· Hardcover: 384 pages
· Publisher: Random House; First Edition edition (July 7, 2009)
· Language: English
· ISBN-10: 1400064198
· ISBN-13: 978-1400064199
· Genre: historical fiction, thriller
· Target audience: adults
Synopsis (partially from the back cover):
1722, London. Benjamin, still earning his living as a ruffian for hire, a thieftaker and a master of disguise, is forced to cooperate with a mysterious mastermind – a man named Cobb – nobody knows anything about. To keep unwilling Weaver in line, Cobb has bought a lot of debt notes belonging to Weaver’s ill uncle, Miguel, and two other close friends of his, practically holding their lives in the balance (and we speak about times when you could spend many years in a debtor’s prison if you didn’t manage to pay your dues). To protect the people he cares about Weaver must stage a daring robber from the headquarters of the ruthless British East India Company. Although he manages to do so, it is just a thin end of the wedge. Next, he is ordered to work for that very company in a rather dubious capacity to find out the real reason of death of a certain Absalom Pepper – a closet inventor, a ladies’ man and much much more. Soon enough, against his better judgement, he gets involved in a dangerous game of secret plots, corporate rivalry and foreign spies. Navigating a labyrinth of greed and treachery he will get acquainted with a corporate life resembling very much that of our contemporary great companies.
What I liked:
The plot was as action-packed and full of twists and turns, as I like. I didn’t have one minute of boredom while reading this one.
Vivid period detail is rendered so it can actually make you interested in history, even if you didn’t like the subject or the era before. This time Mr. Liss provides some interesting glimpses into the Rules of the Fleet – a law-free area around Fleet Prisons where debtors could live free from arrest and clandestine marriages took place without banns or license. After reading about it if you ever visit that area in London you will never treat it as just another part of the city again.
The narrative voice of our main hero never ceased to amuse me – Weaver has a biting, sarcastic wit, and he had me laughing at many places in the novel. Apart from that, once again the author did choose the right amount of archaisms to make the book era-believable but not to discourage contemporary readers.
What I didn’t like:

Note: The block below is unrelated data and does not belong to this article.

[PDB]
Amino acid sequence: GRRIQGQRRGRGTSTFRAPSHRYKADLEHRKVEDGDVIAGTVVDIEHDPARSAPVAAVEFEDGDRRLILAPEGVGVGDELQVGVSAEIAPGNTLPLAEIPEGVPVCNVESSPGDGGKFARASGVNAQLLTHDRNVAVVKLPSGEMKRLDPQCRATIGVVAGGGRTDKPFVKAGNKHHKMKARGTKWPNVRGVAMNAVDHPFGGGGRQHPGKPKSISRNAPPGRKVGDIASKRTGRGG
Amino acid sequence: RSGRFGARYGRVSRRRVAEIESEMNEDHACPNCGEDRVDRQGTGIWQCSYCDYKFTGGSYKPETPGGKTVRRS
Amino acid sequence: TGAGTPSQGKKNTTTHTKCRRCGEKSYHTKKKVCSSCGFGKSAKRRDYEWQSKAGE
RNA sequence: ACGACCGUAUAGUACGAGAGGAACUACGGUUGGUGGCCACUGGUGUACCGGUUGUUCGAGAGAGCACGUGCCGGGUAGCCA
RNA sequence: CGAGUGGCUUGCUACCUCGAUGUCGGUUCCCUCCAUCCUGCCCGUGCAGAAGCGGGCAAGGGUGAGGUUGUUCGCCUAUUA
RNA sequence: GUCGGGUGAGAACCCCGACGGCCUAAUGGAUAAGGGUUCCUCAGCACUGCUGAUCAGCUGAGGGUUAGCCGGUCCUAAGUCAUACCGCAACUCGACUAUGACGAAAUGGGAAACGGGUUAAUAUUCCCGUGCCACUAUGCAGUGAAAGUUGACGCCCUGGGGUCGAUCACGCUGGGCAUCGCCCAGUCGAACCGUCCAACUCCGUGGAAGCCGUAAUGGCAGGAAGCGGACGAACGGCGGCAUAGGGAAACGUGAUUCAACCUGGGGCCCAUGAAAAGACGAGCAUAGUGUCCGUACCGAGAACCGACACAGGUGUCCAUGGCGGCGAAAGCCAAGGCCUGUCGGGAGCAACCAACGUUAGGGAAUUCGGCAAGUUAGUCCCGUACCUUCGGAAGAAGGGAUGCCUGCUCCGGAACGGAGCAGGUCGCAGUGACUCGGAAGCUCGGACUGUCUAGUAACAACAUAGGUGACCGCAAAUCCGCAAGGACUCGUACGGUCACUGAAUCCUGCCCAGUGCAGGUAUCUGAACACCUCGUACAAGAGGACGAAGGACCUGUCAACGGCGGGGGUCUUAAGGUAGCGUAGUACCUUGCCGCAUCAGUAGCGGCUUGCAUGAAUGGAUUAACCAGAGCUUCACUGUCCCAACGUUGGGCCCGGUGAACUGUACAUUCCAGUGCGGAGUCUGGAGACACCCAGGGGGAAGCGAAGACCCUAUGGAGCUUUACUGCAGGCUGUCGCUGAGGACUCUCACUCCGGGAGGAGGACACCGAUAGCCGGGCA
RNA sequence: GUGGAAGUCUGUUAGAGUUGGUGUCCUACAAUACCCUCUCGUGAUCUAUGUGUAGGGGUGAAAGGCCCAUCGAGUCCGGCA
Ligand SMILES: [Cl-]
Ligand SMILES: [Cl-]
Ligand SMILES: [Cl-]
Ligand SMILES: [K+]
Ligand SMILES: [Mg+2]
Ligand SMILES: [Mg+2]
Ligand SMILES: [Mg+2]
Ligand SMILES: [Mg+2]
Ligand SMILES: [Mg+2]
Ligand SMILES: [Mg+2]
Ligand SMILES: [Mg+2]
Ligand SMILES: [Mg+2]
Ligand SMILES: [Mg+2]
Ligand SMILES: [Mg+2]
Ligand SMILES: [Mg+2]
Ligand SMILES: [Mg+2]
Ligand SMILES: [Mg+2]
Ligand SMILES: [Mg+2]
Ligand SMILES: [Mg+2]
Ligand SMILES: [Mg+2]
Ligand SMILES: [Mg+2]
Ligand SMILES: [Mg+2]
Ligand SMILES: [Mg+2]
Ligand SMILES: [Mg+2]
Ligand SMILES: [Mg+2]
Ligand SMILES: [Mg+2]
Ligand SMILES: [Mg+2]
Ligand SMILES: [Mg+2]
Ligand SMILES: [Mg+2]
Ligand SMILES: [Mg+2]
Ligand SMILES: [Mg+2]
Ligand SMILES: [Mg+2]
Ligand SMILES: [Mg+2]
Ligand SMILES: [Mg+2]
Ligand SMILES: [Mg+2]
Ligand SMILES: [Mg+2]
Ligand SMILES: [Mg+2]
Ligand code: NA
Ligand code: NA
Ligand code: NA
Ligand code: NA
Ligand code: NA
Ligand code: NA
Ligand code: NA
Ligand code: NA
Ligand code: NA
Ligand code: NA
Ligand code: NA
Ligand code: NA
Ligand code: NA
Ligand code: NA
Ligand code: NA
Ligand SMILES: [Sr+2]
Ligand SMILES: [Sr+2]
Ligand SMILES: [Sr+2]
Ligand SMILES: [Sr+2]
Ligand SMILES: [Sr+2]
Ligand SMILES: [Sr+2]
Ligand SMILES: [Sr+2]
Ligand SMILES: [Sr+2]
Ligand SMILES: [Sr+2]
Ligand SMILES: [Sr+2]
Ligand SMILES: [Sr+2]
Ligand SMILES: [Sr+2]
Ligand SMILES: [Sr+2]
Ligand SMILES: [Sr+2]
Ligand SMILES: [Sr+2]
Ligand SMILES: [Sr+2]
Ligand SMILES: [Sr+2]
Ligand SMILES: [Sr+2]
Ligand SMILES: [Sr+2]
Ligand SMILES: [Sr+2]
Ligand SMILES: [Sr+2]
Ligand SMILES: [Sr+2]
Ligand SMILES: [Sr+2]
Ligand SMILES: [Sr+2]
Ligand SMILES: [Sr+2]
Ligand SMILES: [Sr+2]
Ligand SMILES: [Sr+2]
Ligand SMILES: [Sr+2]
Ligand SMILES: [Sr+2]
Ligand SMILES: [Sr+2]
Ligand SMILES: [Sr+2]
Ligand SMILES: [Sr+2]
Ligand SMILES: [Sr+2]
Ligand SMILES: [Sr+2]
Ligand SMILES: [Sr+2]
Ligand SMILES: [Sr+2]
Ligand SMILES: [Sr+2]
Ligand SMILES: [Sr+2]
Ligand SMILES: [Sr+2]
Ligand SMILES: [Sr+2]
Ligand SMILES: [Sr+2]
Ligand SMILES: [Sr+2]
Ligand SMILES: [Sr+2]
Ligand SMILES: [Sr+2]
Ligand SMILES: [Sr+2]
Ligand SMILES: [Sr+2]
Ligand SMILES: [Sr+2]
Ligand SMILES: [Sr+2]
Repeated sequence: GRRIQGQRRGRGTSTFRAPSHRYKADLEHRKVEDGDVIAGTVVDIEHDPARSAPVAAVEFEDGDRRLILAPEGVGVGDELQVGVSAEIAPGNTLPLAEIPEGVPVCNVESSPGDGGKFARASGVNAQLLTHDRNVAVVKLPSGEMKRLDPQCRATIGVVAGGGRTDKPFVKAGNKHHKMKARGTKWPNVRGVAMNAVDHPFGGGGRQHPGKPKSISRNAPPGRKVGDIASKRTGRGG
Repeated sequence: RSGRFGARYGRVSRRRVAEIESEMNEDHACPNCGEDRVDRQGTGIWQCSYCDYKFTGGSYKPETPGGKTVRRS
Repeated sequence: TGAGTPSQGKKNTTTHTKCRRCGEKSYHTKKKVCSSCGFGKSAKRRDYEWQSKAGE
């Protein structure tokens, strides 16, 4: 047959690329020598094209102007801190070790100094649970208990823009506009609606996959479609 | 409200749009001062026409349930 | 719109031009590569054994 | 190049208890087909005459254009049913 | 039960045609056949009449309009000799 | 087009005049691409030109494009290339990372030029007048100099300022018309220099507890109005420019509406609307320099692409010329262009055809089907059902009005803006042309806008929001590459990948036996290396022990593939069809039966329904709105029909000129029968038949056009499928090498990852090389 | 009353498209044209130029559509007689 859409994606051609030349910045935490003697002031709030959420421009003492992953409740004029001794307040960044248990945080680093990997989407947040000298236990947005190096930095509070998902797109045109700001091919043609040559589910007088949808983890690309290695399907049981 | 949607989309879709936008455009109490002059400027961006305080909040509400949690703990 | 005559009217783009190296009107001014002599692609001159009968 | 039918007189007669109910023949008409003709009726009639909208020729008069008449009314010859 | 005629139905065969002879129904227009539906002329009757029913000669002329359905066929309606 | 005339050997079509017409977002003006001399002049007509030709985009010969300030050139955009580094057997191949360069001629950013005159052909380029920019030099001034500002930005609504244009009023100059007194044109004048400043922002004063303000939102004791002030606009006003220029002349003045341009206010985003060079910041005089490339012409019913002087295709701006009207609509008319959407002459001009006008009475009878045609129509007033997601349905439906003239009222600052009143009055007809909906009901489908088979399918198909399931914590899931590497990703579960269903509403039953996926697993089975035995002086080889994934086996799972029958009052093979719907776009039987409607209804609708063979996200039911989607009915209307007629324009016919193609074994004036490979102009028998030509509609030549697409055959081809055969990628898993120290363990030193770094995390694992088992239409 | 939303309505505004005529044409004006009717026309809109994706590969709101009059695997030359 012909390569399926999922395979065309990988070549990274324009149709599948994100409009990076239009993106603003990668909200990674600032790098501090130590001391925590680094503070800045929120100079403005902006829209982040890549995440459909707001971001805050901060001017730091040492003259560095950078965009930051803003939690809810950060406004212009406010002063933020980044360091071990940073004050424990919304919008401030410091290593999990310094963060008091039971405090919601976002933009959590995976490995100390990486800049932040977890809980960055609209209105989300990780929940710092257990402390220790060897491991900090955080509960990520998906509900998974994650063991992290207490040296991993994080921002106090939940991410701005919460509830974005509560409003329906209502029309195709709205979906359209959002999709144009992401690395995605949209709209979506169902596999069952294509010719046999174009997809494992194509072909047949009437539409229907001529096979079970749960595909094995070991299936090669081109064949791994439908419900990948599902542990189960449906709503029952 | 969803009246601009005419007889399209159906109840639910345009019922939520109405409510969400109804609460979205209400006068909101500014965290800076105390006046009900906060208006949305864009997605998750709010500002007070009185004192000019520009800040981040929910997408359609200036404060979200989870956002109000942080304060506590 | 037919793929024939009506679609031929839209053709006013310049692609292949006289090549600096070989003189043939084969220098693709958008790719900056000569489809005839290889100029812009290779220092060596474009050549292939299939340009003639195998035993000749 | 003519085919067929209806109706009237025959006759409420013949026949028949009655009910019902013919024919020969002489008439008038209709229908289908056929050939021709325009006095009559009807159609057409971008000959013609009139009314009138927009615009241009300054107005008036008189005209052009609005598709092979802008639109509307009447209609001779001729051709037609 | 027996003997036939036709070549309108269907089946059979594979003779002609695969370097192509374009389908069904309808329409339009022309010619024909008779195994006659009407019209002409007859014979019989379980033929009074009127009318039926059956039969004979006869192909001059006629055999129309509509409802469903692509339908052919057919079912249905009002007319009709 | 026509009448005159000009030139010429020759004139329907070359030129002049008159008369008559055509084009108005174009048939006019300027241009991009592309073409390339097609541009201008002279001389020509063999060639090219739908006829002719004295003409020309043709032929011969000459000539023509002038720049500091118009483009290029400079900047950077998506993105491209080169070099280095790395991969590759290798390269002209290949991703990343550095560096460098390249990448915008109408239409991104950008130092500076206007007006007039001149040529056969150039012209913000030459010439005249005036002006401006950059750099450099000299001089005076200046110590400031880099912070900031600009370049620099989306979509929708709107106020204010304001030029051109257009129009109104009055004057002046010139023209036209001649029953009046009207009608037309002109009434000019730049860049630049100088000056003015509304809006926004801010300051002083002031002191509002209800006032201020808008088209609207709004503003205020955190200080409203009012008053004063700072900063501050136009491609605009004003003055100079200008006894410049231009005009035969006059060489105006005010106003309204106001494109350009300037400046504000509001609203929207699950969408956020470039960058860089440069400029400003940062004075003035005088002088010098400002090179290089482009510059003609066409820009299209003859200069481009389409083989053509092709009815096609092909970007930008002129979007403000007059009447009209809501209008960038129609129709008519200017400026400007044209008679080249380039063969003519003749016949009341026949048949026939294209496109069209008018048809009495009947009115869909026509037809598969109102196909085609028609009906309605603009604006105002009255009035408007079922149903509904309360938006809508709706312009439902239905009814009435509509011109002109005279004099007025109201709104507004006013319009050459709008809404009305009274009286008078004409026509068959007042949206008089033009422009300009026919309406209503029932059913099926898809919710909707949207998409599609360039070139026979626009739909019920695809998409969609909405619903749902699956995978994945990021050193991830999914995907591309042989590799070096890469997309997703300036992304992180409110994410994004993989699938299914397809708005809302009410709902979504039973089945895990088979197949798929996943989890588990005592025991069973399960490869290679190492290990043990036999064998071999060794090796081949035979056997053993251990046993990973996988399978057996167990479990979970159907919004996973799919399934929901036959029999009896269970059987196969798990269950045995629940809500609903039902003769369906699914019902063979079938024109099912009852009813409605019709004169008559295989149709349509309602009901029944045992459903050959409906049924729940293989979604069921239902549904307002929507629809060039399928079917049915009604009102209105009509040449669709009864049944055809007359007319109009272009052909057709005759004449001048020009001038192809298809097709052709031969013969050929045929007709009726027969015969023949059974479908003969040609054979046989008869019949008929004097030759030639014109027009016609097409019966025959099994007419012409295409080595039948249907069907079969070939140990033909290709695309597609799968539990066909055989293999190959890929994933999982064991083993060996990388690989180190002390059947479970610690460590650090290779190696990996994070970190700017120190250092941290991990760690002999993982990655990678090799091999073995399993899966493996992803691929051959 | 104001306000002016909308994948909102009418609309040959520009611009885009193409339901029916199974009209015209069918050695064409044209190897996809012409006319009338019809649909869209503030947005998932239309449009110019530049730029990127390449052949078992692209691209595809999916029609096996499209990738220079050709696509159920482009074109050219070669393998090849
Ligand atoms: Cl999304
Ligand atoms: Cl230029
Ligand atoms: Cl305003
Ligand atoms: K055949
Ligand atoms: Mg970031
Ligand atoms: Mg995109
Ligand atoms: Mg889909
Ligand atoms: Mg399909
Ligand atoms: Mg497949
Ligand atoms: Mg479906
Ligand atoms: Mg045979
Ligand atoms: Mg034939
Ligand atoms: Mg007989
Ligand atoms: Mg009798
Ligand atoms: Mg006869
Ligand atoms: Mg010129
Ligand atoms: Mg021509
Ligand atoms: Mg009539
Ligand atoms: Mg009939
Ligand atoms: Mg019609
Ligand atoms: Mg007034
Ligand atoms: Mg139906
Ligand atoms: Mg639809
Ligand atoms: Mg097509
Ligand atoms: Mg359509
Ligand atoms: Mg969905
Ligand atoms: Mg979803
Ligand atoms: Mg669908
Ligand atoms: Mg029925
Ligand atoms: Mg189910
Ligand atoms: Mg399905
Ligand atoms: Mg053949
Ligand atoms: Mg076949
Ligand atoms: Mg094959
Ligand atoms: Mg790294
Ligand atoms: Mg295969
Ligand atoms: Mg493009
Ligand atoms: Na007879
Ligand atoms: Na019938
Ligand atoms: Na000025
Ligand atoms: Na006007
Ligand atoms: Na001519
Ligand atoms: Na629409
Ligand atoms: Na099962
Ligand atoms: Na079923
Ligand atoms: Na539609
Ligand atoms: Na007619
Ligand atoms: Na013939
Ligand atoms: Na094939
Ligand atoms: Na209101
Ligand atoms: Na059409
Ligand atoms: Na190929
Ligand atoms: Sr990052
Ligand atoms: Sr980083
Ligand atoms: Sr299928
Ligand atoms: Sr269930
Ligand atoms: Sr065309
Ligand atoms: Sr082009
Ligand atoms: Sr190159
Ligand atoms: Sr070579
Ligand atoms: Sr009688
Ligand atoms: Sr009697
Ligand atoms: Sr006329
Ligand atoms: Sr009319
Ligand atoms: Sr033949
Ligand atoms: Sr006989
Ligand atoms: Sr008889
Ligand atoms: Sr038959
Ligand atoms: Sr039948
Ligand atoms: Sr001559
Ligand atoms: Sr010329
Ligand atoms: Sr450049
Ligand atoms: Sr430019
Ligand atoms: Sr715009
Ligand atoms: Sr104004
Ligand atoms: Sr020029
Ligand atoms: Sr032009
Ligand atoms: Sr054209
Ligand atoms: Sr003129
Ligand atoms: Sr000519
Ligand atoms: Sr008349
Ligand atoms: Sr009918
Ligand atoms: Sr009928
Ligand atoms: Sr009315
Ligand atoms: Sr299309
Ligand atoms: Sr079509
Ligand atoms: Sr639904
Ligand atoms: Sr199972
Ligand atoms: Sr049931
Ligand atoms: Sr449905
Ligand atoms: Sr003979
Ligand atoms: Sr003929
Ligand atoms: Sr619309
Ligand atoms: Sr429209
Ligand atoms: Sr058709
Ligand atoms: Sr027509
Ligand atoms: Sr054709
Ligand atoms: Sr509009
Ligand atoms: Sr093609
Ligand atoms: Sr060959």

I know it is difficult to keep a series of novels based on the same formula on a high level it was started; small wonder the third part I found somehow lacking.
First of all, in this book we meet a Celia Glade who is supposed to be the next love interest of Benjamin. I did want more romance but now I suppose our main character fell in love again too early – to be honest I found Miss Celia one of the weakest female characters in Liss’s trilogy so far. Not only she doesn’t feature often enough to be close to a fully-fledged heroine you can relate to but she remains surprisingly two-dimensional to the very end, despite the fact that she is supposed to be a splendid actress and a mistress of disguise herself. I don’t say she is not amendable because undoubtedly she is (providing that the author plans a fourth book). I just wish we were given more proof of it.
I was also a bit disappointed that Mr. Liss neglected to explore the inner workings of the British East India Company in greater detail; I would love to read about it even if it meant a slightly bulkier book. I did enjoy his rants about the evils of big corporations and capitalism, though – a very contemporary topic and always close to my heart. Here, I end this section in a positive way – it means the book wasn’t totally bad. 🙂
If you enjoy historical fiction with a strong background of conspiracy, economics, technological development and a tad of romance, and with much of the action taking place in 18th century London, this trilogy is for you. I admit I found the third part the weakest but, overall, I don’t regret buying and reading it. After two such brilliant installments you simply must read the third even if deep down you know it might be a tad worse.